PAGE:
Austin district to renew debate over Confederate school names Monday


Highlights

School board will consider whether to rename five campuses of those who served in the Confederate army.

Monday’s discussion could renew a public clash between school board members on the issue.

Board to weigh policy change adding disqualifying list of actions as to why school can’t be named for someone.

The Austin school district on Monday will revive discussions to remove the names of Confederate figures from a handful of schools, a topic that has sparked division on the board in recent weeks.

The school board will consider whether to rename five campuses — three of which bear the names of people who served in leadership roles in the Confederate army, and two others named after noted Austinites who also fought for the Confederacy.

• The Allan facility (the former Allan Elementary), named for John T. Allan, an officer in the Confederate Army.

• Reagan High School, named for John H. Reagan, the Confederacy’s postmaster general.

• Eastside Memorial High School at the Johnston campus, which is named for Gen. Albert S. Johnston.

• Lanier High School, named for Sidney Lanier, a noted poet who fought for the Confederacy.

• Fulmore Middle School, named for Zachary Taylor Fulmore, a private in the Confederate Army.

The district also will provide a timeline for community engagement forums on the possible name changes.

Monday’s discussion could renew a public clash between school board members.

Last month, trustees delayed a decision to rename schools, deciding instead to first discuss policy regarding facility name changes. Trustee Ted Gordon, the only black member of the board, responded to the delay by saying the board had “no moral compass and moral spine” regarding the issue. A few days later, during a Martin Luther King Jr. Day speech before a few hundred attendees at the University of Texas, Gordon said the board delayed the decision to remove Confederate names from the schools because “it is afraid of the tensions that are produced by the prospects of change.”

Trustee Ann Teich, in a text message, called Gordon a coward for not having the conversations with his fellow board members before criticizing them publicly, and she challenged him to say the words to her face.

Gordon apologized to two board members, board President Kendall Pace and Trustee Yasmin Wagner, in text messages obtained by the American-Statesman under the Public Information Act. Gordon wrote that his public remarks should have made it clear that Pace and Wagner have joined him in questioning whether the district is doing enough to improve academic achievement of black students.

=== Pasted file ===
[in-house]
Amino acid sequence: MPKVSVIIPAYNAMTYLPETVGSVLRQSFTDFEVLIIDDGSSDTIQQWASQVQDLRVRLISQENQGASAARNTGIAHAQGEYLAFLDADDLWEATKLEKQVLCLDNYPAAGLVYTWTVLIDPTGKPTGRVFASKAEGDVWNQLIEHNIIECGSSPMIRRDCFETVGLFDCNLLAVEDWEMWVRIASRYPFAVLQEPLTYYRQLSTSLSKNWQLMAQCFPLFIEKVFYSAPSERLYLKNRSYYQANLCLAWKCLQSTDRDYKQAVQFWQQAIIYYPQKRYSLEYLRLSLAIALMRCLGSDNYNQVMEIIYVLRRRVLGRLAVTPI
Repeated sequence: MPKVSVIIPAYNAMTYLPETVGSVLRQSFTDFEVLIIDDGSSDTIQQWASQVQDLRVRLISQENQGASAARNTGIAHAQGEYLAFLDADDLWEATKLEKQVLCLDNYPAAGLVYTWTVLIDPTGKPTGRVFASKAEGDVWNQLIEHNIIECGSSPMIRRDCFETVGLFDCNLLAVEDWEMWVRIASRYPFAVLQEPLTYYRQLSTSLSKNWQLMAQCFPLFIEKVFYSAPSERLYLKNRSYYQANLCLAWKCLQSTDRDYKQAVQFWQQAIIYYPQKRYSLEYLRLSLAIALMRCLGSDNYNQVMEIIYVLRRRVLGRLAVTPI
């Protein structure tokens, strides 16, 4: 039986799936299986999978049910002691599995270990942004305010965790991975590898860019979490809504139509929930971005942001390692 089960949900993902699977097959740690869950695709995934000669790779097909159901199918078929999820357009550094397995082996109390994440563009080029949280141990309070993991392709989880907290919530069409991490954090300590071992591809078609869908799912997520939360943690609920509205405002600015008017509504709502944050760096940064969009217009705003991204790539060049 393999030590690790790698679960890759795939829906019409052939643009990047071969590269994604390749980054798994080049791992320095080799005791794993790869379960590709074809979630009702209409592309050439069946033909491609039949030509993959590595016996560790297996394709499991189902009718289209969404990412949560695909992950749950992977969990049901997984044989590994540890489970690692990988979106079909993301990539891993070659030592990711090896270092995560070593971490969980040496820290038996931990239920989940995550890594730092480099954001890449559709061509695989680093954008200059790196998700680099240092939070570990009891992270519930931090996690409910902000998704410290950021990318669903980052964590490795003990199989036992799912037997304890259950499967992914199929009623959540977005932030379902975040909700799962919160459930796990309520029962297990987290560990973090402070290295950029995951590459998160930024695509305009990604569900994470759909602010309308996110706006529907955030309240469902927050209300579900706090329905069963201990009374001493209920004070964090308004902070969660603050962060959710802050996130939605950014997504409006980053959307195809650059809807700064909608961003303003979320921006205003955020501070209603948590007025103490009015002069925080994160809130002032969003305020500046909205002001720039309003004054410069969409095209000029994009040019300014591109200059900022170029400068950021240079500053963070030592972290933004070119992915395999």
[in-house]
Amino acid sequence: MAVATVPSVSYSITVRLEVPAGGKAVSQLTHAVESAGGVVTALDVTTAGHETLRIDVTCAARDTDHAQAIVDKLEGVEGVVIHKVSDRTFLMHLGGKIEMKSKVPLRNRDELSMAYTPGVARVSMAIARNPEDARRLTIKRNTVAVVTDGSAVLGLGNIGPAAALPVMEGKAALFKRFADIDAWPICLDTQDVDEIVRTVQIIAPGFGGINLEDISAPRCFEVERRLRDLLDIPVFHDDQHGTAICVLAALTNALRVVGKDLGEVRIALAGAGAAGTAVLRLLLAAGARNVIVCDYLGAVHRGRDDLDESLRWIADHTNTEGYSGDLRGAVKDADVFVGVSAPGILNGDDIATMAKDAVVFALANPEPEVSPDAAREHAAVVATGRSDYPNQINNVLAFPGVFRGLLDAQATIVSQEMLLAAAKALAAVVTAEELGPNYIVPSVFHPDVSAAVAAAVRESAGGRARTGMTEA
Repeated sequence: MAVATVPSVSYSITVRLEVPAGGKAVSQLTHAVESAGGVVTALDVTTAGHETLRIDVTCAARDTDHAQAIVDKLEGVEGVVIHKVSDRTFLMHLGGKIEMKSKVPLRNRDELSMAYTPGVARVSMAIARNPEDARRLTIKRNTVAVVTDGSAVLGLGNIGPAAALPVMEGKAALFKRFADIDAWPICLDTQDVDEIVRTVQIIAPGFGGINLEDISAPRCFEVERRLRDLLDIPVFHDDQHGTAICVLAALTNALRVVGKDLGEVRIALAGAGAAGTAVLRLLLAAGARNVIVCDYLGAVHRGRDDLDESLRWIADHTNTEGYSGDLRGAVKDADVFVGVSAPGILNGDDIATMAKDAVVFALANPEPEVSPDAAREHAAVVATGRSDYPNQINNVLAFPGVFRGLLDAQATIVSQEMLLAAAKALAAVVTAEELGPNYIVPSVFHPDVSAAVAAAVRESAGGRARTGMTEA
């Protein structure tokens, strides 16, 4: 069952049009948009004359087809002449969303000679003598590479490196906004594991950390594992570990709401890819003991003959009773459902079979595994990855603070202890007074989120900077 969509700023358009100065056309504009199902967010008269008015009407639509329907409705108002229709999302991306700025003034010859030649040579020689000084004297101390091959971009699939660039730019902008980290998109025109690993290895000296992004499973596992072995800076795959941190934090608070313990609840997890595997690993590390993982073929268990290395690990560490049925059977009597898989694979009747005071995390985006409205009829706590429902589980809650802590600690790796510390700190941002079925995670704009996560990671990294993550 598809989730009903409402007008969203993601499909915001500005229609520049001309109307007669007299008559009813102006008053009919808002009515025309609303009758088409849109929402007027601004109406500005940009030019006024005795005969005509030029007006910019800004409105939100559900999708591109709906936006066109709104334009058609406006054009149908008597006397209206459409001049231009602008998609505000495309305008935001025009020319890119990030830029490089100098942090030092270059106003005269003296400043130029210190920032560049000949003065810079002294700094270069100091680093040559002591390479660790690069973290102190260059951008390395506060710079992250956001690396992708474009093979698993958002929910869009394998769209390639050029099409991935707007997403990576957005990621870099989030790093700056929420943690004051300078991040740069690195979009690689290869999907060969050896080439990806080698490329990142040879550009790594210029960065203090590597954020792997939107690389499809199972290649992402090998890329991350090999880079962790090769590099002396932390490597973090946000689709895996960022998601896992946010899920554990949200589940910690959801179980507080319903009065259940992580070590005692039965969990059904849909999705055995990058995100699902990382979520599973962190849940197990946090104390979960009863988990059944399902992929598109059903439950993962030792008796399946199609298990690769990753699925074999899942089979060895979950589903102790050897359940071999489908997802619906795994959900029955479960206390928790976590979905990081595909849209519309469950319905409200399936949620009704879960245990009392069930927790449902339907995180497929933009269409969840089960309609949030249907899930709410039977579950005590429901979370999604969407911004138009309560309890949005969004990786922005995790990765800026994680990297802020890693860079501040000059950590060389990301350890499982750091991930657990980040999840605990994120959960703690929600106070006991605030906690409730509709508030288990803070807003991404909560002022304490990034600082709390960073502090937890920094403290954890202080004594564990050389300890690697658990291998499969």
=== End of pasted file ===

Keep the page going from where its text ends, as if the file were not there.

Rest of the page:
In one of the text exchanges released, Wagner responded to Gordon’s apology saying that rather than use a public platform to “disparage” the board, he could have worked with her to co-author an equity policy.

“As a Muslim Arab-American, I also do not fit the majority of the board,” she wrote. “I have consistently sought both publicly and offline to close achievement gaps for African American students and to change Confederate school names … I will work to bring both issues at hand to a fair and just conclusion, but it won’t be because of public disparagement. Your slights make it more challenging for that work to occur because in doing so you have sent a clear message you do not wish to collaborate with anyone else on the board, including me.”

All trustees have not yet responded to the Statesman’s request under the Public Information Act for any correspondence among themselves, including the full text messages from Teich to Gordon, among other messages.

The school board at Monday’s meeting also will discuss adding criteria to its school naming policy. The proposed change adds prejudice, discrimination and bias to a list of actions that disqualify people from having a school named after them. The policy would extend to changing mascots and symbols that do not align with district values.

Pace said she hopes Monday’s discussion is productive and moves the board forward in taking a vote on the issue soon.

“I hope we can have civil disagreements and we don’t resort to name calling and make sweeping generalizations,” she said.

In 2016, trustees renamed Robert E. Lee Elementary School amid a push for the change from community members, but didn’t consider other schools until the issue was renewed last fall.

Other school districts, including Dallas and Houston, have renamed schools with Confederate ties. Last year, the University of Texas also removed statues of Confederate figures, and the city is in the process of renaming two streets named for those with Confederate ties.



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